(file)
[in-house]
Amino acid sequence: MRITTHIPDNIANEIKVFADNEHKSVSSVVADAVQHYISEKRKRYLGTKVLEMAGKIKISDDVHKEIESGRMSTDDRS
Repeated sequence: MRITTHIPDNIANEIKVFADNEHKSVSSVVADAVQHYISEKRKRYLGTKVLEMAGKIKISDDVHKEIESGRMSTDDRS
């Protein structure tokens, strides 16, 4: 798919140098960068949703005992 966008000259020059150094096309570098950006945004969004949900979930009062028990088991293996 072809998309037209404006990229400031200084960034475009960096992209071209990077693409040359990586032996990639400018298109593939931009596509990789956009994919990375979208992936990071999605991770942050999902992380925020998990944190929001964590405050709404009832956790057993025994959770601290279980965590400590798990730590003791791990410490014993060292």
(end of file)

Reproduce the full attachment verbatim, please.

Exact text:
[in-house]
Amino acid sequence: MRITTHIPDNIANEIKVFADNEHKSVSSVVADAVQHYISEKRKRYLGTKVLEMAGKIKISDDVHKEIESGRMSTDDRS
Repeated sequence: MRITTHIPDNIANEIKVFADNEHKSVSSVVADAVQHYISEKRKRYLGTKVLEMAGKIKISDDVHKEIESGRMSTDDRS
């Protein structure tokens, strides 16, 4: 798919140098960068949703005992 966008000259020059150094096309570098950006945004969004949900979930009062028990088991293996 072809998309037209404006990229400031200084960034475009960096992209071209990077693409040359990586032996990639400018298109593939931009596509990789956009994919990375979208992936990071999605991770942050999902992380925020998990944190929001964590405050709404009832956790057993025994959770601290279980965590400590798990730590003791791990410490014993060292």